How We Got Sales Going Cold

As I wrote about in the last post, the data from Tiply and TaskCurrent showed us a model for a B2B application of our platform. This attracted us because we could get our hands around B2B, get closer to revenue, and grow with partners.

Our next goal became getting in touch with some brand-name customers in the online digital media space to pilot the use of our platform. The “brand name” piece was important because we want to prove our concept with a customer of record, positioning ourselves for either picking up lots more clients quickly or enabling us go to VC for a Series A.

What names come to mind? Folks at the level of NBC, Meredith, Bonnier, NYT, top travel sites, top health sites, etc. That’s the level we wanted to go for. 

I looked for connections and networks into the industry and saw that the relationship pathways were either very narrow or otherwise would take a long time to develop. Therefore, we made the decision to reach out cold.


The end of this story (which is really the middle!), is that those cold calls got us in the door. We’re now in second and third meetings with top people at as many big name places as we can handle at present. While no pilot has closed yet, we’re feeling warm. So cold approaches have paid off, at least thus far.

So, for all you considering it, we thought we’d share some crticial things we learned when going B2B from a cold start: 

1) Phone is the way in: The most important channel is the phone. While we’d all prefer email, rarely did we generate responses off of emails. Phone is the only way. How to get phone numbers?  Sometimes of of course the company’s website lists a direct line. Otherwise, receptionists can be super-helpful in helping you identify the right person and get a direct line, as long as you’re confident and nice. You must know the person you’re looking for and confidently use their name as you talk to the receptionist or other colleauges. If you don’t have that try asking for “business development” or “marketing.” We often found direct phone numbers online as PDF’s from old events or program kits. Use Google to search for .PDF extensions. 

2) You’re not Jeffrey Gitomer, so just be yourself: I looked for all sorts of books and advice on how to cold call. On one of my first tries, I tested out a Gitomer power question. I sounded like a fool – it wasn’t my personality. Gitomer would probably agree: the main thing is to be natural, somewhat apologetic (yes you are interrputing them!!), and get to the point real fast. I’m totally candid: “Hi Mike? I’m so glad to reach you. My name is Aharon, I’m the CEO of a startup that I think can drive alot of customer loyaltly for your digital content. I’m calling cold because I don’t know anyone there, but I really want to spend five minutes telling someone how it can help. I really appreciate you taking this call cold. I’m sure your busy, so I’m happy to arrange something some other time.” In there try and give them time to talk!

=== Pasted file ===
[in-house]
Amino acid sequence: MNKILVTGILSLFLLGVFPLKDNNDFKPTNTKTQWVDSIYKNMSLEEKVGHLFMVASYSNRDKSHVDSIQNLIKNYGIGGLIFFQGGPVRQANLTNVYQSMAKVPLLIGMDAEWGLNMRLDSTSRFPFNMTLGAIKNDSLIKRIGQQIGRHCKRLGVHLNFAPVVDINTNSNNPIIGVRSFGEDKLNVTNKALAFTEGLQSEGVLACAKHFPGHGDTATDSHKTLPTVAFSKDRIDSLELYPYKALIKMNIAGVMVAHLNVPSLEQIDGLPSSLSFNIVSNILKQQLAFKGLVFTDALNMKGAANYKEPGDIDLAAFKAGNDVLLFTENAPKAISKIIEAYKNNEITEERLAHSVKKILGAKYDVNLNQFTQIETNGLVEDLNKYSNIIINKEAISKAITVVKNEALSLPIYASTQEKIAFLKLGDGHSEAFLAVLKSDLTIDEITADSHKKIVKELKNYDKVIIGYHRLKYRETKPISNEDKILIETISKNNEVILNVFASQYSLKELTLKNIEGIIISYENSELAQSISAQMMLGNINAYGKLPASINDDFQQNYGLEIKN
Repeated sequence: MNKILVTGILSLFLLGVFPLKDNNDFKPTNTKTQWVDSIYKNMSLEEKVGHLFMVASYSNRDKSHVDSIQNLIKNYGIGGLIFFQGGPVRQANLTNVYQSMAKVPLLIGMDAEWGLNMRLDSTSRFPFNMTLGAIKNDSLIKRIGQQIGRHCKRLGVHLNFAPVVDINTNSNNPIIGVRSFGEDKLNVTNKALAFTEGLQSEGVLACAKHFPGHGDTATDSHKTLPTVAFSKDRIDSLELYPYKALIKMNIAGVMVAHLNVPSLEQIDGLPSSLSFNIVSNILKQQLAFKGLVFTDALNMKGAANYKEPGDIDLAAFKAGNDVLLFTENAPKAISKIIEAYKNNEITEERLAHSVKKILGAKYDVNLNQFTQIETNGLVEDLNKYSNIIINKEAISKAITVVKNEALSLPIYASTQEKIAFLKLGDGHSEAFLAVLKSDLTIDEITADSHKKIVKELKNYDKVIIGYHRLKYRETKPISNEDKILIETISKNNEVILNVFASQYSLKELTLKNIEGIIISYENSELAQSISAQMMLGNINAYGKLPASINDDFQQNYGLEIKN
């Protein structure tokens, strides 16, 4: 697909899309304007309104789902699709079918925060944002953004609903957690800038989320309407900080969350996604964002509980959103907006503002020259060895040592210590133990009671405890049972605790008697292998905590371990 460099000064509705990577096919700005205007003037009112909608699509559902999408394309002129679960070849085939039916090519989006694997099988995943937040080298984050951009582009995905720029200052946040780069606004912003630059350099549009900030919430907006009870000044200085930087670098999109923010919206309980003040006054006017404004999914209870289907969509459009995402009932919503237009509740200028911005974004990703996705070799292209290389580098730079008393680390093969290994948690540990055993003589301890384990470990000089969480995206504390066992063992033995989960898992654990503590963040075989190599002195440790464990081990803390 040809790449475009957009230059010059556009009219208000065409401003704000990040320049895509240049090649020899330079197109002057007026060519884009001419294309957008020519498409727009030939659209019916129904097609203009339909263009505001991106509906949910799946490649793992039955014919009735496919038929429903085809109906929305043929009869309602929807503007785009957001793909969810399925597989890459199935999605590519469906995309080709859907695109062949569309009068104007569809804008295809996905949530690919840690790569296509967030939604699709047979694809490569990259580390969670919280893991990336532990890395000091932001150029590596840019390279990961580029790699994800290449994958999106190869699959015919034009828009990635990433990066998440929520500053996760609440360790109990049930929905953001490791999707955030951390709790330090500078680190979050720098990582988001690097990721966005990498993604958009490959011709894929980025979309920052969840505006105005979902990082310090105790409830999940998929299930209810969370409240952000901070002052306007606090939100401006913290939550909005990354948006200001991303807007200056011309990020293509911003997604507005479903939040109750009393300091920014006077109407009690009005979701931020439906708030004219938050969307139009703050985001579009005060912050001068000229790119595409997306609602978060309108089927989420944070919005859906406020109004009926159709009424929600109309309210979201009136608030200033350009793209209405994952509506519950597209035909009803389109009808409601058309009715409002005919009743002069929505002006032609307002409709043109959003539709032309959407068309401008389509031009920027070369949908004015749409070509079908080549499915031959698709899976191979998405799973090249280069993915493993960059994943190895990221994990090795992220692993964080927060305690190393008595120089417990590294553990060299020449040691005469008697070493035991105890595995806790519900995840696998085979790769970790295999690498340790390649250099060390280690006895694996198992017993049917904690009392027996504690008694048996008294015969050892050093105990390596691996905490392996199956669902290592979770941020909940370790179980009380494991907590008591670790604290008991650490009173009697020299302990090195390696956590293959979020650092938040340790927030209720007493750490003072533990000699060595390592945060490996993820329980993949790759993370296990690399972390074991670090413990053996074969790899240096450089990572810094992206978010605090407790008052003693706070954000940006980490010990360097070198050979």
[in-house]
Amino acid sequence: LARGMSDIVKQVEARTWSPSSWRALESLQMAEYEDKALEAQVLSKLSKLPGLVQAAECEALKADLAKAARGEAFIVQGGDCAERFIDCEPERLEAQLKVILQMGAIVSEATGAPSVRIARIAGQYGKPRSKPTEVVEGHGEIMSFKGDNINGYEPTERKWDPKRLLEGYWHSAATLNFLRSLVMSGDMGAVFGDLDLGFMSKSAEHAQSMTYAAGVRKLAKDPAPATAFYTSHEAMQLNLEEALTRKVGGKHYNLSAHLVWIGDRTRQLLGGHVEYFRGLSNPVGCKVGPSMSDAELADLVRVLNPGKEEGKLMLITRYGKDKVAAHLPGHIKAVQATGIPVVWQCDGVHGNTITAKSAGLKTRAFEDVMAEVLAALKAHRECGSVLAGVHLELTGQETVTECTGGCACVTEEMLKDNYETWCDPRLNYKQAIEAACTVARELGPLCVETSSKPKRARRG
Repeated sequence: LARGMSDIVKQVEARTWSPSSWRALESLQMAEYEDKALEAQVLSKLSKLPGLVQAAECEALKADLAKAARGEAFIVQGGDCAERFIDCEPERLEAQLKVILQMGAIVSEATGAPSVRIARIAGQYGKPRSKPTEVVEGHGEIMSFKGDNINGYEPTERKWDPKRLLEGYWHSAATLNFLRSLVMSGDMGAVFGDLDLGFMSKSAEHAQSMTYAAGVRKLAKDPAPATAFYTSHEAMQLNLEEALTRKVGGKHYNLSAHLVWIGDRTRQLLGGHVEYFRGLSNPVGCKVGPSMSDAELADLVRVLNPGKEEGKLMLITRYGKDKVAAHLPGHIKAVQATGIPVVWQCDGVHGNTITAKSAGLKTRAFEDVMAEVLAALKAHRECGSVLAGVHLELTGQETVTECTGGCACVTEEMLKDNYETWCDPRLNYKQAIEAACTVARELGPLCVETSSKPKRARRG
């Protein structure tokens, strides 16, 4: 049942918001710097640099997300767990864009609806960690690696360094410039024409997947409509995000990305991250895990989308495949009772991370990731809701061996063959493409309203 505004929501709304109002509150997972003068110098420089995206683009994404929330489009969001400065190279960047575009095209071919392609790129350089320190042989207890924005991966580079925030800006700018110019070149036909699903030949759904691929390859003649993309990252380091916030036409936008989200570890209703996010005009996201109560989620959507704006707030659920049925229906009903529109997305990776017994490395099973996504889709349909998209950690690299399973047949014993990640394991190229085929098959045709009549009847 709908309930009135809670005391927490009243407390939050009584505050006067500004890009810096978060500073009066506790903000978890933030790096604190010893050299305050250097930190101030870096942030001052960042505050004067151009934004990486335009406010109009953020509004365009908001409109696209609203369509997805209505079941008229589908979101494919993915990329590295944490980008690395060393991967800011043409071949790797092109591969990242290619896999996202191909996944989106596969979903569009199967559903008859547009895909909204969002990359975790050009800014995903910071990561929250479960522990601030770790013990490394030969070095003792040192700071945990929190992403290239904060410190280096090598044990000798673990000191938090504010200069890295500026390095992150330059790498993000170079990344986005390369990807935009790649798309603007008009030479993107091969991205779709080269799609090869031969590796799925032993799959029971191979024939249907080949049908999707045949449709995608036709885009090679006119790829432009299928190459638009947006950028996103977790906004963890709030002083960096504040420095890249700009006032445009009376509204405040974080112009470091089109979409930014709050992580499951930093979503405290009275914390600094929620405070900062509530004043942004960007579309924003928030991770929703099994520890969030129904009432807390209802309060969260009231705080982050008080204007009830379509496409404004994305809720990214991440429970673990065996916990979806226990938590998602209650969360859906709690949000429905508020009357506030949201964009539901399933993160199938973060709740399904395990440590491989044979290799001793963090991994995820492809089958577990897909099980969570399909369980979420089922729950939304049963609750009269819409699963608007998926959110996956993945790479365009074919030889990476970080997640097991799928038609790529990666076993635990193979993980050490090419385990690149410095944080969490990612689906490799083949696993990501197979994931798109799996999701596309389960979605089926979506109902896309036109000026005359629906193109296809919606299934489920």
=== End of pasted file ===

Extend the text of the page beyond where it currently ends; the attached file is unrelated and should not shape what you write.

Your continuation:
3) You’re an intelligence operation now. CRM is Critical: Usually you’re not going to get directly to the person you want at the first attempt. You’ll get to other people in the company, VM’s, or quick convo’s with receptionists. Along the way you’ll pick up info: when someone is out to lunch, who works for who, who is a better person to connect to. You need a CRM to track this. We built our own out of Asana, using title headings within a project to describe a pipline (prospecting, lead, reachout, contacted, initial discussion, advanced discussion, closed won/lost). Within each company we use subtasks for related people within company. We use the note and comment field to stay up to date on actions taken on that company. 

4) Do not oversell: You just want to get to the next step in your process. Do not load up emails with attachments. Use two lines, three. Nugget length. Phone call? Stop the second they agree to schedule with you.

5) Be bold about your sales case: We weren’t getting interest from folks we talked and emailed with. So we took a bunch of their content and floated it for a day in TaskCurrent. We then came back and showed them real data on how our system compared to theirs. This included a table and a graph. I believe this evidence played a big role in getting people to open the door to us.

6) Drop the names. There were times where we called CEO’s cold. They would often mention that we should be in touch with someone else on their team. In that case, the email to that someone else has the CEO’s name in the subject line saying, “Hi Sarah – Julie suggested I reach out to you.” If you can do this, it never fails.

7) Space out Time Spent on Research and Reachout: They’re totally different states of mind. Focus on research when you’re a bit braindead at the end of the day. Build a lead list of 20 to 30 and keep it fresh, so you never run out during your call hours.

The most important thing that underlies all cold approaching is your own psychology. You need to sit down and force yourself to do something very unnatural and uncomfortable. Don’t give yourself a break. Hit 10 cold calls, and then push it to twenty. It will help to play out the calls with friends or sig-others, or just talk it out in the shower or in front of a mirror. 

Contrary to what I expected, there is something very genuine and building about the experience. You’re putting yourself out there because you believe in something, and you refuse to let anything get between you and delivering that value to your future client.

And the best news: we’ve yet to have someone shut us down cold. Nearly everyone has been warm and thankful, even when they don’t want our product (yet).

Always happy to share specific advice: aharon at 

(We just released TIply. Create and share tips with friends. We’d love you to give it a whirl over at the app store.)